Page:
AGC: The Future of Virtual Worlds

Raph Koster, Cory Ondrejka and Corey Bridges discuss the future of MMOs, and how you’ll be a part of it.

The first panel we attended at AGC was held in a mostly-prepared conference room on Wednesday, a day before the conference was “officially” to open. On the show floor, booths were still being pulled out of boxes and hastily assembled, while the show’s volunteer workers were scrambling to match the right colored access ribbon to the right name badge to the right person. It took us about half an hour to get appropriately badged (we had a booth, so we got yellow ribbons), but they were nice about it, and gave us stuff. So it all works out.

Amid all this chaos, some of the industry’s most influential people sat along one table and debated the ins and outs of creating online games.

“The Future of Virtual Worlds” panel was moderated by Jerry Paffendorf, of The Electric Sheep Company, a pioneer in the field of virtual world construction, which currently specializes in designing and coding online presences for organizations and companies in Second Life (they also built The Escapist pavilion).

Joining Jerry were: Corey Bridges, Executive Producer of The Multiverse Network, a project to create a set of MMO “middleware” for independent game developers; Raph Koster, of Raph Koster fame; Mark Wallace, Editor of the blog; and Cory Ondrejka, CTO of Linden Labs, the creators of Second Life.

The ostensible purpose of the panel was to get a handle on what these fine gents saw as the future of online communities in the wake of the unpredicted, yet phenomenal success of sites like MySpace, Google Earth and Second Life.

Raph Koster threw down the gauntlet early on, plugging his own lecture scheduled for the next day titled “The Age of the Dinosaurs.”

“1995-97,” he said, “was an era of dramatic shift driven by Mosaic and graphical web browsing. The previously dominating players underwent radical shifts.”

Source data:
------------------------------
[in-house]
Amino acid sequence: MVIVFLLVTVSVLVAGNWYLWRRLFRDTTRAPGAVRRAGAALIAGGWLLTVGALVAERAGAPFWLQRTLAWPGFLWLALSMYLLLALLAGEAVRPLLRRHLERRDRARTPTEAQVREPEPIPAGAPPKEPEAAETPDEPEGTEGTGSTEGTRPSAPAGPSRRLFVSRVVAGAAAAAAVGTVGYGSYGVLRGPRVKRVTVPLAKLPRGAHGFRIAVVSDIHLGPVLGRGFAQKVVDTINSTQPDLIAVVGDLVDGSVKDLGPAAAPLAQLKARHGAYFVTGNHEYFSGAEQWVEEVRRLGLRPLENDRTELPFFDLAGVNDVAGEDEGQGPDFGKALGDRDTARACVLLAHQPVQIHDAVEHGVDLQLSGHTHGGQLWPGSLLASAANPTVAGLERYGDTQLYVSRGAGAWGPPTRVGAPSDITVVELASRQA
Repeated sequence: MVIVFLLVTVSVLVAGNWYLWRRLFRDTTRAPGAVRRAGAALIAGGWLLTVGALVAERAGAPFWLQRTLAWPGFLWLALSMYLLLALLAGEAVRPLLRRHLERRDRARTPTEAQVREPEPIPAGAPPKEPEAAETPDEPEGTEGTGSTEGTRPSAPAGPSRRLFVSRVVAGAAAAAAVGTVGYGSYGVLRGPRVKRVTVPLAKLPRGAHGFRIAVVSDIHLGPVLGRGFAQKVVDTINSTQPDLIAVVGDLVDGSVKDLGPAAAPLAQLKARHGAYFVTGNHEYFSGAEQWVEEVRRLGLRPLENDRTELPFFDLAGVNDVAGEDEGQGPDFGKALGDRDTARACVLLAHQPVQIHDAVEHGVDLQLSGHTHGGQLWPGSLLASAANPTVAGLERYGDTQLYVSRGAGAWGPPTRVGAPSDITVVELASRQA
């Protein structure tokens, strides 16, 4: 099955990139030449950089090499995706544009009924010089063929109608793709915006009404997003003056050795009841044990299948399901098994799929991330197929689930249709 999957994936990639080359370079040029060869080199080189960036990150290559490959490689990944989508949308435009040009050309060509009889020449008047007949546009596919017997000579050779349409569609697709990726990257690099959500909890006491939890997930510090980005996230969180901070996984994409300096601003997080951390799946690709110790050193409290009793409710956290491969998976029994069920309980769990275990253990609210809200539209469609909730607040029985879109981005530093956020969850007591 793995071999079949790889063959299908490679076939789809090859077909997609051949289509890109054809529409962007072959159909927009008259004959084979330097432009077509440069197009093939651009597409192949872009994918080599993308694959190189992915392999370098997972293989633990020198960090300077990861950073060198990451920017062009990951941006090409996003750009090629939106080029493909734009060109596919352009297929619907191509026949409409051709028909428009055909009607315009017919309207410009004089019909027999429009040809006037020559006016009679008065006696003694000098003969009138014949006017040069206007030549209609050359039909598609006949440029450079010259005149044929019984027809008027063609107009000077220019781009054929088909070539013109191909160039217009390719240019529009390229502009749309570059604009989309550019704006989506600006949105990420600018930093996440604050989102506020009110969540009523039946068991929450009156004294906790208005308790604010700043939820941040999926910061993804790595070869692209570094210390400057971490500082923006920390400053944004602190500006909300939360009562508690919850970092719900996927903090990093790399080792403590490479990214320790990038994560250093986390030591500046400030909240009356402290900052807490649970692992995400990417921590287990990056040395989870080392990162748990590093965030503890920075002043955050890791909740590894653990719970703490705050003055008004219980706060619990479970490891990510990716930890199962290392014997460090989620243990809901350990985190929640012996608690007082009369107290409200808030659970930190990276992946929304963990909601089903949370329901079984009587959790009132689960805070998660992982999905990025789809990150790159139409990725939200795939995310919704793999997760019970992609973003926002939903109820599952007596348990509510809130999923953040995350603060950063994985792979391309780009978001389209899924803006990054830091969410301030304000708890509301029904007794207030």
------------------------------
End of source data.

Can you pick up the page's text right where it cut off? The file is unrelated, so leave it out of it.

He then described cycles of change, whereby different factors, like Mosaic, would drive one cycle to a logical end, where a new cycle would begin, say with JAVA, or MMOs.

“Cycles are the norm of this business as a whole,” he said. WoW is the last of the current cycle. What comes after that?”

And that’s the real question. World of Warcraft has dominated the MMO market, expended it and then dominated the expansion, leaving many in the industry wondering if they can do the same, or if maybe, just maybe, they can take some of that pie away from WoW. Which is why every game developer and their dog is now working on an MMO.

But the fine folks at this panel, including Raph, are convinced that a big-budget, Hollywood-style MMO is not the next logical step. In fact, they see the days of that kind of game as numbered.

“Seamlessness is doomed,” said Raph Koster. “The future is lots of segmented bits. Great, big worlds don’t make financial sense.”

“Big worlds are something that we shouldn’t’ give up on just because it’s hard,” replied Ondrejka, defending the “big world” approach of Second Life.

Prompting Koster to clarify: “I don’t think big worlds are going to go away, but I do see the big percentage of people doing one thing …”

Corey Bridges’ vision of the future, unsurprisingly, involves Multiverse and the “around 100” independent developers who are currently crafting game worlds around their technology. Cory Ondrejka’s involves Second Life, and Raph’s involves whatever it is that he’s working on now, but can’t talk about. What’s interesting, however, is that they all seemed convinced that their visions are mutually exclusive.

“Myspace was a vast technical achievement,” says Bridges. But he resists the idea that user-generated content will be the wave of the future, asking if blogs and podcasts are “user-generated content, or just content.” Bridges imagines the purveyors of the net’s most successful content in the future as “pro-sumer” content generators, and sees the developers of Multiverse in the same light.

“‘Amateur’ doesn’t mean ‘untalented,'” says Ondrejka. Citing Second Life’s 650,000 registered users, he pointed out that there are more developers employed by companies using Second Life than by Linden labs itself. He suggested that this will be the future: people using worlds like Second Life to make their own games. The only obstacles are the tools. “Our system is like C, only worse,” he says. ‘Because it was written in one night – by me.”

“What was once rocket science,” added Raph Koster, “no longer is.” He suggested that browser-based or PHP MMOs will over take AAA titles in the future. That there will be more “targeted projects.”

“Lots of people want to get into this space,” said Corey Bridges, predicting a rise of “indie” developers – all using more refined tools like Multiverse “And not to make little, cutesy things, but to make things the likes of which we haven’t seen.”

After an hour, it was clear that these three wouldn’t be collaborating any time soon, but that they all were working on something. Second Life is here, and growing. No one was willing to say that Second Life would be the next WoW, but they were all certain that somebody would be taking take that crown in the near future – and they were all trying it on for size.

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